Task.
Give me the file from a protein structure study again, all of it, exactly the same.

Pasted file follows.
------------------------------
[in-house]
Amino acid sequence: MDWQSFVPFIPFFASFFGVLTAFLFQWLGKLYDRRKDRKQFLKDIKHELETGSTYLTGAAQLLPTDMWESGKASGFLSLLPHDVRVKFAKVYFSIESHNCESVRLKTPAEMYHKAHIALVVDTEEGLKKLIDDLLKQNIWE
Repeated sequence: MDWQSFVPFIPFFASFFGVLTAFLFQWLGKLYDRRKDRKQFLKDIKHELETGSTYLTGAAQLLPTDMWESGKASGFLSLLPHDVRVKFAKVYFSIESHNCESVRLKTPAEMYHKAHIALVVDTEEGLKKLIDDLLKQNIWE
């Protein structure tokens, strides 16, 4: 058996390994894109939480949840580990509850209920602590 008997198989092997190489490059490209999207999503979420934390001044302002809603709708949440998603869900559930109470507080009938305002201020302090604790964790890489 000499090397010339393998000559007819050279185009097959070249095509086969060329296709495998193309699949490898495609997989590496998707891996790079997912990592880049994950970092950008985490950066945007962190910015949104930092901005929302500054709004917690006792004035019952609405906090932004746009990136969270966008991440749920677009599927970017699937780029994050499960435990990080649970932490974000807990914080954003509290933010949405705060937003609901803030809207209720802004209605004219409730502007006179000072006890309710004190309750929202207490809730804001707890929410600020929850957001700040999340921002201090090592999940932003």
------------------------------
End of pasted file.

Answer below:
[in-house]
Amino acid sequence: MDWQSFVPFIPFFASFFGVLTAFLFQWLGKLYDRRKDRKQFLKDIKHELETGSTYLTGAAQLLPTDMWESGKASGFLSLLPHDVRVKFAKVYFSIESHNCESVRLKTPAEMYHKAHIALVVDTEEGLKKLIDDLLKQNIWE
Repeated sequence: MDWQSFVPFIPFFASFFGVLTAFLFQWLGKLYDRRKDRKQFLKDIKHELETGSTYLTGAAQLLPTDMWESGKASGFLSLLPHDVRVKFAKVYFSIESHNCESVRLKTPAEMYHKAHIALVVDTEEGLKKLIDDLLKQNIWE
């Protein structure tokens, strides 16, 4: 058996390994894109939480949840580990509850209920602590 008997198989092997190489490059490209999207999503979420934390001044302002809603709708949440998603869900559930109470507080009938305002201020302090604790964790890489 000499090397010339393998000559007819050279185009097959070249095509086969060329296709495998193309699949490898495609997989590496998707891996790079997912990592880049994950970092950008985490950066945007962190910015949104930092901005929302500054709004917690006792004035019952609405906090932004746009990136969270966008991440749920677009599927970017699937780029994050499960435990990080649970932490974000807990914080954003509290933010949405705060937003609901803030809207209720802004209605004219409730502007006179000072006890309710004190309750929202207490809730804001707890929410600020929850957001700040999340921002201090090592999940932003």